A Tennessee federal judge on Thursday dismissed insurers’ suit accusing the Internal Revenue Service of unfairly labeling them as tax scammers in a notice on so-called captive insurance companies.
Global regulators announced on Thursday that they have signed a “watershed” deal to phase in a single new capital requirement that will govern major insurance groups trading across borders.
Travelers doesn't have to cover importer-exporter Posco Daewoo America Corp.'s losses to a fraudulent scheme that caused a customer to wire payments to sham bank accounts, a New Jersey federal judge ruled Tuesday, finding that Daewoo didn't own the funds as required for computer fraud coverage under its crime policy.
When it comes to paying for damaged property, perhaps the riskiest option is undertaking repair or replacement of the property. Insurers must carefully evaluate their potential liability, which may outweigh the marginal savings, say Brian Devilling and Paul Ferland of Foran Glennon Palandech Ponzi & Rudloff PC.
There has been much discussion of discovery proportionality in federal litigation since the December 2015 changes to Civil Rule 26. But arbitrators have long used procedures to simplify the discovery process that courts have only recently begun to adopt, says attorney and arbitrator Richard Seymour.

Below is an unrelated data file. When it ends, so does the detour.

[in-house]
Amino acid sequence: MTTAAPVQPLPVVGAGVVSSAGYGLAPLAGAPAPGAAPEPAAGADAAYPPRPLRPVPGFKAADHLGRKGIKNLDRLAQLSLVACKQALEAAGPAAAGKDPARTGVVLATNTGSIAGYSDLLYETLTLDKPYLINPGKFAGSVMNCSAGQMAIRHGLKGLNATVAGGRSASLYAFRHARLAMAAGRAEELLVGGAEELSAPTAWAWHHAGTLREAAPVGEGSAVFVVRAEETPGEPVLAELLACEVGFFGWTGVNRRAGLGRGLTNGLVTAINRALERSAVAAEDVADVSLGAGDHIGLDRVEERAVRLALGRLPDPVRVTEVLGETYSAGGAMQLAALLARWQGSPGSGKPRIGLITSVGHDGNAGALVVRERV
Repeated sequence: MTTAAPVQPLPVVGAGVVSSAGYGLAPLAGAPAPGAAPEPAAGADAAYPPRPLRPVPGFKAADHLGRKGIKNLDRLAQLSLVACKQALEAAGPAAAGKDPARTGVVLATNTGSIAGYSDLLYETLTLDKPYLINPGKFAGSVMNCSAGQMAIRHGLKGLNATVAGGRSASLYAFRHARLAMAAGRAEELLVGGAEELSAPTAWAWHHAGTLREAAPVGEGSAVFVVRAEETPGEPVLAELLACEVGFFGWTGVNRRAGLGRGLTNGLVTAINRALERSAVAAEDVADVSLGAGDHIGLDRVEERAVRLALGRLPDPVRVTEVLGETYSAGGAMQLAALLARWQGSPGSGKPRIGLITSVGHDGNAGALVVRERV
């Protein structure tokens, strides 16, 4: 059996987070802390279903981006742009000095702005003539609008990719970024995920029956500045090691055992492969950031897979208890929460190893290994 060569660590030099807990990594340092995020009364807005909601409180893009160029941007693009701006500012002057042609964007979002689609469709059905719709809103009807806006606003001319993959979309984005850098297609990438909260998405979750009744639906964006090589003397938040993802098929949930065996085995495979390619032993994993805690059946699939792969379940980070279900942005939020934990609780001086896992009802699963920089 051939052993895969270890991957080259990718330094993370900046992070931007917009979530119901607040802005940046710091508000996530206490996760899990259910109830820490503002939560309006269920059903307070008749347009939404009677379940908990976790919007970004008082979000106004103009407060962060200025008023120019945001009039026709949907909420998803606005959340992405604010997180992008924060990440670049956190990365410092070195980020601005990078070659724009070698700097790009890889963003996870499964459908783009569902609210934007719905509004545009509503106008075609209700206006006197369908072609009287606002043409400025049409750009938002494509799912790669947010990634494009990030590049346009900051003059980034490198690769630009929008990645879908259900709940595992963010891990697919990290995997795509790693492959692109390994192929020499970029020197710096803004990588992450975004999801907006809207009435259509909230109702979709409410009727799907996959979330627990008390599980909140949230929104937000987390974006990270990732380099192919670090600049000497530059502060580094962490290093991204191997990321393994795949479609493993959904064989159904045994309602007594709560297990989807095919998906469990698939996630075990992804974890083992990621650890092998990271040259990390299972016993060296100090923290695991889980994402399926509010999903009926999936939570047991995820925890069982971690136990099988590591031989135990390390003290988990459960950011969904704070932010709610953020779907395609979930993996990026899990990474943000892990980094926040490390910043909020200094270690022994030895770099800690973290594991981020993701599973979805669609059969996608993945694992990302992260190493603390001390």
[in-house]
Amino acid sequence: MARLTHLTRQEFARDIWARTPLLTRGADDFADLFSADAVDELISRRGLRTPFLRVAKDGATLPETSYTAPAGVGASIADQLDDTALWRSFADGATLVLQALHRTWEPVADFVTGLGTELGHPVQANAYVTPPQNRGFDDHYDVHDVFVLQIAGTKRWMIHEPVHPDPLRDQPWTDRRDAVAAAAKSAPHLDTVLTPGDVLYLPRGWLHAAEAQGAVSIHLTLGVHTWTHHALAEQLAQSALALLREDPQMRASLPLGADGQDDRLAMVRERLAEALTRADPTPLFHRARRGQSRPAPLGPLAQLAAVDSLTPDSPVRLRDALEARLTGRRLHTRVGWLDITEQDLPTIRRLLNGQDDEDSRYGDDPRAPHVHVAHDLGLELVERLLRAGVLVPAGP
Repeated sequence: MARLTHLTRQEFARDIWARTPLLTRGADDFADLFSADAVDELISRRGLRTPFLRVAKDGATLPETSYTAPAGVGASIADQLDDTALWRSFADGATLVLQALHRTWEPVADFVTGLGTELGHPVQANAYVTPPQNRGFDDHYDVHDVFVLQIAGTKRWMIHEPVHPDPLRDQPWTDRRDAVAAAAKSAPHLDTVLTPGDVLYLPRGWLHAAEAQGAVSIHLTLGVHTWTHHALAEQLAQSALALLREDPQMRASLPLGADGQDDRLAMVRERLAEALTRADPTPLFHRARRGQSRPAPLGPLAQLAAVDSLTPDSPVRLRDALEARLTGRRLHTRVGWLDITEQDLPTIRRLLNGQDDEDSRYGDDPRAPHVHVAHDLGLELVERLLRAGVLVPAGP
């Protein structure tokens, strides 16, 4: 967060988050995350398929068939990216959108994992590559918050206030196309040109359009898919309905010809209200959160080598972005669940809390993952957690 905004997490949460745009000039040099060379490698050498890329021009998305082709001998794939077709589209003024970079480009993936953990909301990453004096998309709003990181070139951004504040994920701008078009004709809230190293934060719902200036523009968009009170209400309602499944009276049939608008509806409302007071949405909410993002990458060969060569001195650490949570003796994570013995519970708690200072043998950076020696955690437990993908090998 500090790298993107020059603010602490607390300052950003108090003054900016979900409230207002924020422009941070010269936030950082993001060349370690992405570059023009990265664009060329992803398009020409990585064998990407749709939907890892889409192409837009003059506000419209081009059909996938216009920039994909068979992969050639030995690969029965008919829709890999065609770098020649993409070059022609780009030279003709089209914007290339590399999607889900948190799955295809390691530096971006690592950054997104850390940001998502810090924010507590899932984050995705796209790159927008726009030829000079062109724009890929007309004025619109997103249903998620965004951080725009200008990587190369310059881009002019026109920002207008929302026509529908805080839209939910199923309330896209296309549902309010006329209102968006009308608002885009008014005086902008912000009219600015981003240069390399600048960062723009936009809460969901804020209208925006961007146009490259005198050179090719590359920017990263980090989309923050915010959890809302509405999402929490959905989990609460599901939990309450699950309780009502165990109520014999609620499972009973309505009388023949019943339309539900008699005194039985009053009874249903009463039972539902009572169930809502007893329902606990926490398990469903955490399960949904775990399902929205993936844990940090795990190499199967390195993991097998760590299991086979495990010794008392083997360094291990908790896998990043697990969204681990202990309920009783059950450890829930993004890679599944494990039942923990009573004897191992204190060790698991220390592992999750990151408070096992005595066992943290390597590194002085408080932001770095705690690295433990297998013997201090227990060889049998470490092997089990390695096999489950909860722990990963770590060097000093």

Although the initial response to the Pennsylvania Supreme Court's recent decision in Rancosky v. Washington is that it significantly alters the state's bad faith law, closer examination shows although the court had the opportunity to create a heightened standard of bad faith, its decision did not lower the bar for policyholders, say Jonathan MacBride and Laura Bartlow of Zelle LLP.
Last week, President Donald Trump issued an executive order regarding the federal laws governing health care and insurance. The order itself does not change the existing rules, but it has the potential to fundamentally transform how employers provide employer-sponsored health insurance, says Eric Schillinger of Trucker Huss APC.